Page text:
Chaves racing for pink — and a special surprise
PINEROLO, Italy (VN) — A special prize awaits Esteban Chaves, pending his strong Giro d’Italia showing that will all come to an end on Sunday. And it is not necessarily the race winner’s pink jersey.
Although, if Chaves, 26, can take that from the current race leader Steven Kruijswijk during the Giro’s final two mountain stages through the Alps on Friday and Saturday, rest assured the diminutive Colombian can expect to be flooded with as many gifts and rewards as he will be with plaudits.
But within the ‘family’ that his Orica – GreenEdge team has become, since the Bogota rider started riding for them in 2014, there may be a secret bonus reward from the Australian WorldTour team’s owner, Australian businessman Gerry Ryan.
Ryan, whose funding has pretty much kept the team going since its debut in 2012, has a penchant for unique ways to recognize benchmark achievements. In 2011, Ryan gave Cadel Evans a yellow Cadillac after he became the first Australian to win the Tour de France — not a sponsor’s gesture to Evans, as he then rode for BMC — but as a fellow Australian and backer of Australian cycling.
Asked if such a bonus awaits Chaves, who won stage 14 to Corvara in the Dolomites and was still placed second overall at three minutes to Kruijswijk after Thursday’s stage 18 from Muggio to Pinerolo, Ryan laughed and then replied: “I can’t say. There is something sitting in a shed somewhere, but who knows. I won’t tell you the color of it.” Does the color hinge on his final place? “It certainly does,” said Ryan.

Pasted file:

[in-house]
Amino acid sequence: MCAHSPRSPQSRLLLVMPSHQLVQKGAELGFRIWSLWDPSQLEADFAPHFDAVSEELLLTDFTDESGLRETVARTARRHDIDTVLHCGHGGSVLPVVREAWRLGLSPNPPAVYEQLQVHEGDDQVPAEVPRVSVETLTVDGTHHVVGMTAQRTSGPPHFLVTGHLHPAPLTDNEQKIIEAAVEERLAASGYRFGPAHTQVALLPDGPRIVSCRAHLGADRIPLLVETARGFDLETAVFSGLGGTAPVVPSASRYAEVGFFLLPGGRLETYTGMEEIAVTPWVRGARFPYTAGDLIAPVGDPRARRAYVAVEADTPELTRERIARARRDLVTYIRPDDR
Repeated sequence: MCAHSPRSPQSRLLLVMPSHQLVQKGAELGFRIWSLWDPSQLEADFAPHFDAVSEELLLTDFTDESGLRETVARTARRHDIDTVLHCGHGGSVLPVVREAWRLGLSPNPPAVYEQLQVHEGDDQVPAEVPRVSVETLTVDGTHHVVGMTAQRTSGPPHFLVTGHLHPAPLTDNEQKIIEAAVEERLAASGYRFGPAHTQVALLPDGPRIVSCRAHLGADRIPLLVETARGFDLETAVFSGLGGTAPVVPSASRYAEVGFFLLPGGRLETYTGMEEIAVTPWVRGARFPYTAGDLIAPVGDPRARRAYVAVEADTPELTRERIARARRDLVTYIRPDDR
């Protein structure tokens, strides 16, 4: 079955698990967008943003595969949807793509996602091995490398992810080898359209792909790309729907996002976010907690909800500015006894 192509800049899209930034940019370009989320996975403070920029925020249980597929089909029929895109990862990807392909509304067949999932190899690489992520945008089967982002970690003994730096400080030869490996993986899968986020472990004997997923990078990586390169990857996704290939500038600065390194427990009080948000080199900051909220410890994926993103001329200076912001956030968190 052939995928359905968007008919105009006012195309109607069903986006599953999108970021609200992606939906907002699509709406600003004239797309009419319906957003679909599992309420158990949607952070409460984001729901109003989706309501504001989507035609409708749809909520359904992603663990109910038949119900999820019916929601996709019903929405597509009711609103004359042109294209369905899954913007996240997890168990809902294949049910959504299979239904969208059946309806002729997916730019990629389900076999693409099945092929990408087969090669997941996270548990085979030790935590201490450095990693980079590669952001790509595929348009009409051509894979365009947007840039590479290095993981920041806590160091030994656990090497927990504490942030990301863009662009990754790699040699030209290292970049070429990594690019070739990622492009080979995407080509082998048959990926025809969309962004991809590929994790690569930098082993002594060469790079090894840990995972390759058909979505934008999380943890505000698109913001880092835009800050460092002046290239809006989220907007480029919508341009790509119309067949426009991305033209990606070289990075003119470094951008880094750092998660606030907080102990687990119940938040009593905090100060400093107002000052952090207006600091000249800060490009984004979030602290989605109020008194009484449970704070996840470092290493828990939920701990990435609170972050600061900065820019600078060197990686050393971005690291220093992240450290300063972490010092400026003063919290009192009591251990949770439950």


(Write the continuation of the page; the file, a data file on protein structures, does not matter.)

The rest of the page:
Chaves may not be Australian; but he has certainly become one of the most admired and loved figures within the Orica team. And his success so far — whether he wins the Giro or not — has seen him embraced back in Australia by a growing legion of fans.
Moves are afoot to take Chaves to Australia for the Tour Down Under next year when he will also make his Tour de France debut. The decision is yet to be locked in, but Ryan said, “Esteban wants to go and ride the Tour Down Under. I’m not letting a secret out here, but he wants to come to Australia. And it will probably suit him with the change — he will be at the Tour next year.”
Chaves is the “most humble” of all, says Ryan
The 2011 Tour de l’Avenir winner started with the Colombian Colombia – Coldeportes, based in Italy, so local fans flock daily to the Orica-GreenEdge team bus. It is no surprise considering how Chaves engages the world around him. In his team’s “Backstage Pass” videos, Chaves, a.k.a “Chavito” or “Chicho,” is anything but the ever-serious or aloof team leader, rather one who is refreshingly self-effacing and can skylark as good as any.
Day after day and despite the accumulating fatigue and pressure from the job of trying to win a grand tour, he smiles and waves whenever he exits the team bus. And that is whether his reason is to speak to the media — from Colombian to international outlets — team guests, or fans like those he met before Thursday’s start in Muggio after the infectiously enthusiastic call from a Colombian woman who, without hesitation, peered into the bus, urging Chaves to come out with calls of: “Chavito … Chavito.” Typically, “Chavito” appeared … for selfies, autographs, hand shakes, and a huge hug from an elderly woman.